POLICE were called to a quiet Gourock neighbourhood after residents staged a desperate demonstration against a new development near their homes.

People living in Dunvegan Avenue attempted to block workmen from cutting down a tree on a patch of grass amid a row about a proposal to build a house on the site.

A planning application for a two storey property on the sloped ground was submitted to Inverclyde Council has attracted 26 objections since being lodged.

The plans are yet to be decided on, but a tree and turf have been removed from the site.

Contractors were confronted by residents when they attempted to remove a tree in the middle of the site, with homeowners sitting down in front of it as they tried to prevent it being brought down.

The stand-off continued until police arrived on the scene.

The work was then completed, leaving people living in the area up in arms.

Lynn Perkins, who has lived on the estate for 40 years, told the Telegraph that the residents were upset that the site was being altered before the planning application was approved.

She said: "It's robbing us of an open space and making the area look worse in the meantime.

"We're standing here because they're going to pull down a tree to build a house that hasn't even been approved yet.

"The trees that are on this land help to soak up the water that comes down the hill from up at the golf course.

"It goes through people's garages and into their gardens, the houses across the street experience flooding.

"The planning isn't approved yet but all this work has already been done - grass has been torn up and the trees are to come down.

"We feel we've been walked over."

The development is the latest to spark controversy in the Levan estate, with objections being raised about another home in 2019.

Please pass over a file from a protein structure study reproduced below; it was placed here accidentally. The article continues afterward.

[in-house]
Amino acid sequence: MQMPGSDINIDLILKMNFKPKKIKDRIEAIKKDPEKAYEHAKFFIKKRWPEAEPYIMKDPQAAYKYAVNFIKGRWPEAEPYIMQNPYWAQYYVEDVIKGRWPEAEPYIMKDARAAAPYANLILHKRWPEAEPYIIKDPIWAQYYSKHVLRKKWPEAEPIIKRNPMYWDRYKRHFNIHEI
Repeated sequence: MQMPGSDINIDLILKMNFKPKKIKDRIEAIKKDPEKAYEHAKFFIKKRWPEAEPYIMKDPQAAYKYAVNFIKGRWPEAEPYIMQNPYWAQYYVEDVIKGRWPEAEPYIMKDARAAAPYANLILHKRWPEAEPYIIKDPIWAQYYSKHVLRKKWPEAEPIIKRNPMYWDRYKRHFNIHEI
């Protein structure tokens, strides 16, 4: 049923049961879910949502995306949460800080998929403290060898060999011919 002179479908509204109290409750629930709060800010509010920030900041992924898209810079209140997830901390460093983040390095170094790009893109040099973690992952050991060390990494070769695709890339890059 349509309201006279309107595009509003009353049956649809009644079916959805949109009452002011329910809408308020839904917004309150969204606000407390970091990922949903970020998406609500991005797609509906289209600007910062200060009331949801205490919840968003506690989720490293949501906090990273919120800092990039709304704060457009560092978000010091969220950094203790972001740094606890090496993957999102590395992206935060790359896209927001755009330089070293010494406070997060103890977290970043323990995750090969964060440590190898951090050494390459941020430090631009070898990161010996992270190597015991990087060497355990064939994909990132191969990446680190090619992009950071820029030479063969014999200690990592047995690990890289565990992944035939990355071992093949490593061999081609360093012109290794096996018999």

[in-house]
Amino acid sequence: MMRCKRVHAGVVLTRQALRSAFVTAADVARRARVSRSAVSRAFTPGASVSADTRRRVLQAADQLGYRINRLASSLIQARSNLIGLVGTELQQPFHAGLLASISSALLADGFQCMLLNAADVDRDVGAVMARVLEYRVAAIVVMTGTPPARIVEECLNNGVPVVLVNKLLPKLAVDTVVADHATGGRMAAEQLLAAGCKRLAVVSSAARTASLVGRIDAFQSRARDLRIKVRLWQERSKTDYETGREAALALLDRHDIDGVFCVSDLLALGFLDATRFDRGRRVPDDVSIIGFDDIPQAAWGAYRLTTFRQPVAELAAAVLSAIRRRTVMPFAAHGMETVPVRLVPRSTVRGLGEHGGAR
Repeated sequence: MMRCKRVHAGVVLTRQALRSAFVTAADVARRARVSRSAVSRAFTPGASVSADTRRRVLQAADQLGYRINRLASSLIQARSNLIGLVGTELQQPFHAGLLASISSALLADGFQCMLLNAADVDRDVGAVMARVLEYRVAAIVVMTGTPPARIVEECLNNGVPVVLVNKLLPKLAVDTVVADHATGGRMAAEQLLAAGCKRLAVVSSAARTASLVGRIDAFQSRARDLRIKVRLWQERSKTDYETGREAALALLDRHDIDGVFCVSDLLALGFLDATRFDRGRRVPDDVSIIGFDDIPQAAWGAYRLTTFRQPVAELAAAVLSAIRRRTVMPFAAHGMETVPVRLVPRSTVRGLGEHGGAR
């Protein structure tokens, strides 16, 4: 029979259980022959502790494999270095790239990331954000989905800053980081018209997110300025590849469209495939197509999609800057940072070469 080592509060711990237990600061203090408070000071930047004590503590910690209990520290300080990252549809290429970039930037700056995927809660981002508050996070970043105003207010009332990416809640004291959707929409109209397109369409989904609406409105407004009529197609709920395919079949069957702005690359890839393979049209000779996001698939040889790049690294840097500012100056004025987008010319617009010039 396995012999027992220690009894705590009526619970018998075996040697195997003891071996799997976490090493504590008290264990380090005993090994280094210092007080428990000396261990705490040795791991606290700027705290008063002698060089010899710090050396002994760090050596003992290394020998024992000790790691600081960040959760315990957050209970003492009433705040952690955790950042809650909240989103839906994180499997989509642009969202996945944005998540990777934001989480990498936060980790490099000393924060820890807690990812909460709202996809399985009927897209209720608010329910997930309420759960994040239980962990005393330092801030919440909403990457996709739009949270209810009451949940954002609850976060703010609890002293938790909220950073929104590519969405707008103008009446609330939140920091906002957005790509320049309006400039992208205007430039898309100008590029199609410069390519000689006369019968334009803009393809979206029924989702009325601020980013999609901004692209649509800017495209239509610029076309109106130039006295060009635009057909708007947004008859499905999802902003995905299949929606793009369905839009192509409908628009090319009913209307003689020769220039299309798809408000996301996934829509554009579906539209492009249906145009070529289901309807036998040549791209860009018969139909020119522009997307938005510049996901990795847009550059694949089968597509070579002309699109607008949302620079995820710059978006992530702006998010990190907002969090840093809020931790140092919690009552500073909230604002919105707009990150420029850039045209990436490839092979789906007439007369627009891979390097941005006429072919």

Ian Smith, who has lived at Dunvegan for 43 years, believes that the land should not be developed.

He added: "This land has been a public amenity space for years.

"We would like to see the site reinstated to the grassy area that it was and we would like to see the trees kept.

"The council has to realise that the degree of upset, anger and disappointment among the residents of this area about this is considerable, and that they're not responding to that."

When contacted by the Telegraph, Euan Donaldson, the planning permission applicant and owner of the site, explained his position on the issues residents had raised.

He said: "I'm not some big bad guy, I'm a young 29-year-old trying to build something for his family.

"We've spent a lot of time working out where the best place to position the house is without being a detriment to a lot of people nearby.

"The tree in the middle has a risk of undermining the road long term because it's near the pavement, which is why I thought it would be sensible to remove it.

"On the flooding question, if water is going to pass through to across the road, it's going to pass way below anything that's on top.

"I don't think grass is going to fundamentally to stop that, but what we are going to do in the short-term is leave some grass in there and look at the natural drainage.

"There's been quite a bit of history in the surrounding area and I seem to be getting the brunt of that because I've bought the land without understanding the history of everything else.

"I'm trying to be as balanced as I can, but ultimately if I've bought something I need to manage the liability and do what I think is best for the longer term.

"Before we started doing anything we spoke to the council's planning department and got confirmation it was okay.

"I've been in construction for a long time, I do things right - I'm not some cowboy builder coming in."